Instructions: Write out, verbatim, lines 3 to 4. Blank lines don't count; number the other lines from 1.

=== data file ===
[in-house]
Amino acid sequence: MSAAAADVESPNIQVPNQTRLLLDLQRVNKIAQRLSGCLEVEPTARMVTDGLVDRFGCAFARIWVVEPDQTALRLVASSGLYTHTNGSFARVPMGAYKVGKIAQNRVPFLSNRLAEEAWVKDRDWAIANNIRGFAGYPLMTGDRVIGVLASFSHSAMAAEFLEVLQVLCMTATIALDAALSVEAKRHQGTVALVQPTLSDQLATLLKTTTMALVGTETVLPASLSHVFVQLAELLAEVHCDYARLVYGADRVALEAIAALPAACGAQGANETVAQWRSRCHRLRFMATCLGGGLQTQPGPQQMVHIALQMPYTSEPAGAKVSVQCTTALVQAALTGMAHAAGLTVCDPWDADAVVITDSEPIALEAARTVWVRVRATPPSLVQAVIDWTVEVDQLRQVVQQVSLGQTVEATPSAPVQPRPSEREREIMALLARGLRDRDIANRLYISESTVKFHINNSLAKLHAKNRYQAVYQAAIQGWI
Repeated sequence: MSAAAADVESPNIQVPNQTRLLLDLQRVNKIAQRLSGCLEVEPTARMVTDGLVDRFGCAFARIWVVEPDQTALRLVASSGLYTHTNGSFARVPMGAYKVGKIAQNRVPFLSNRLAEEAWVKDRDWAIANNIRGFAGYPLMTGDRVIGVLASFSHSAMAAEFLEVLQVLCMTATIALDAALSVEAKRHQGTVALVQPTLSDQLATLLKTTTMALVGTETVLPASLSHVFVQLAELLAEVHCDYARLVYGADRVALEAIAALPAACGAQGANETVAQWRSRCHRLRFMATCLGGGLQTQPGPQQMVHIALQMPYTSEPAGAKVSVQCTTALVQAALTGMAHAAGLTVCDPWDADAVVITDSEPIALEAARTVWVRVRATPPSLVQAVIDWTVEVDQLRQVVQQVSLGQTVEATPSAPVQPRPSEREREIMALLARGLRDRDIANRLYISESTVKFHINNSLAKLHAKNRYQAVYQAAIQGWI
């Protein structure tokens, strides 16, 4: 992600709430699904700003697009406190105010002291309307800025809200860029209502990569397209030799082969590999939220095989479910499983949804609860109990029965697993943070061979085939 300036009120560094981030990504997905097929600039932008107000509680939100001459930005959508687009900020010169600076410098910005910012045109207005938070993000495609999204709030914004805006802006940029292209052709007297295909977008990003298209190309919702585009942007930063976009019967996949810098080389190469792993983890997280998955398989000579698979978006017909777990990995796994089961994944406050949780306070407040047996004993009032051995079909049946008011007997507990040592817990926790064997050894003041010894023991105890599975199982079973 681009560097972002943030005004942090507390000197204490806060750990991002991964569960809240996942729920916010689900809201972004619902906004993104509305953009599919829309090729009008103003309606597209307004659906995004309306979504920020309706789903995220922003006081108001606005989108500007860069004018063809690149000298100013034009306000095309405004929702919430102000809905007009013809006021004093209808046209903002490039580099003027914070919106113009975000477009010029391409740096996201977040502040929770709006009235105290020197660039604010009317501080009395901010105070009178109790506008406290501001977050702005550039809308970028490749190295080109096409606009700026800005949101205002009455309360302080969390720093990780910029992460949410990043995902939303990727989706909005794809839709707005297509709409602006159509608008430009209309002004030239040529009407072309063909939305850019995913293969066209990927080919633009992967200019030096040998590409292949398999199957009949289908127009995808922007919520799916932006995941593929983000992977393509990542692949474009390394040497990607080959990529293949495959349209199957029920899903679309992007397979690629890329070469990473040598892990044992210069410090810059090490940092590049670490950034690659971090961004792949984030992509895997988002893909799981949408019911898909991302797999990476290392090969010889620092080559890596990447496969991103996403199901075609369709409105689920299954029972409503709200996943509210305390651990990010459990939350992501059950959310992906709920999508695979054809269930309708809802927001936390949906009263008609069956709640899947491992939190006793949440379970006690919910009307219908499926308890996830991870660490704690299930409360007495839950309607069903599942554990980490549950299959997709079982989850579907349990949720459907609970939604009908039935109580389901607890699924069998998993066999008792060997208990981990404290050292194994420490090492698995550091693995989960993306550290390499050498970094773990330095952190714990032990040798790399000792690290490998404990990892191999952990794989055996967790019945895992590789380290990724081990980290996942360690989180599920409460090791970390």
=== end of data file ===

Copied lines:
Repeated sequence: MSAAAADVESPNIQVPNQTRLLLDLQRVNKIAQRLSGCLEVEPTARMVTDGLVDRFGCAFARIWVVEPDQTALRLVASSGLYTHTNGSFARVPMGAYKVGKIAQNRVPFLSNRLAEEAWVKDRDWAIANNIRGFAGYPLMTGDRVIGVLASFSHSAMAAEFLEVLQVLCMTATIALDAALSVEAKRHQGTVALVQPTLSDQLATLLKTTTMALVGTETVLPASLSHVFVQLAELLAEVHCDYARLVYGADRVALEAIAALPAACGAQGANETVAQWRSRCHRLRFMATCLGGGLQTQPGPQQMVHIALQMPYTSEPAGAKVSVQCTTALVQAALTGMAHAAGLTVCDPWDADAVVITDSEPIALEAARTVWVRVRATPPSLVQAVIDWTVEVDQLRQVVQQVSLGQTVEATPSAPVQPRPSEREREIMALLARGLRDRDIANRLYISESTVKFHINNSLAKLHAKNRYQAVYQAAIQGWI
């Protein structure tokens, strides 16, 4: 992600709430699904700003697009406190105010002291309307800025809200860029209502990569397209030799082969590999939220095989479910499983949804609860109990029965697993943070061979085939 300036009120560094981030990504997905097929600039932008107000509680939100001459930005959508687009900020010169600076410098910005910012045109207005938070993000495609999204709030914004805006802006940029292209052709007297295909977008990003298209190309919702585009942007930063976009019967996949810098080389190469792993983890997280998955398989000579698979978006017909777990990995796994089961994944406050949780306070407040047996004993009032051995079909049946008011007997507990040592817990926790064997050894003041010894023991105890599975199982079973 681009560097972002943030005004942090507390000197204490806060750990991002991964569960809240996942729920916010689900809201972004619902906004993104509305953009599919829309090729009008103003309606597209307004659906995004309306979504920020309706789903995220922003006081108001606005989108500007860069004018063809690149000298100013034009306000095309405004929702919430102000809905007009013809006021004093209808046209903002490039580099003027914070919106113009975000477009010029391409740096996201977040502040929770709006009235105290020197660039604010009317501080009395901010105070009178109790506008406290501001977050702005550039809308970028490749190295080109096409606009700026800005949101205002009455309360302080969390720093990780910029992460949410990043995902939303990727989706909005794809839709707005297509709409602006159509608008430009209309002004030239040529009407072309063909939305850019995913293969066209990927080919633009992967200019030096040998590409292949398999199957009949289908127009995808922007919520799916932006995941593929983000992977393509990542692949474009390394040497990607080959990529293949495959349209199957029920899903679309992007397979690629890329070469990473040598892990044992210069410090810059090490940092590049670490950034690659971090961004792949984030992509895997988002893909799981949408019911898909991302797999990476290392090969010889620092080559890596990447496969991103996403199901075609369709409105689920299954029972409503709200996943509210305390651990990010459990939350992501059950959310992906709920999508695979054809269930309708809802927001936390949906009263008609069956709640899947491992939190006793949440379970006690919910009307219908499926308890996830991870660490704690299930409360007495839950309607069903599942554990980490549950299959997709079982989850579907349990949720459907609970939604009908039935109580389901607890699924069998998993066999008792060997208990981990404290050292194994420490090492698995550091693995989960993306550290390499050498970094773990330095952190714990032990040798790399000792690290490998404990990892191999952990794989055996967790019945895992590789380290990724081990980290996942360690989180599920409460090791970390």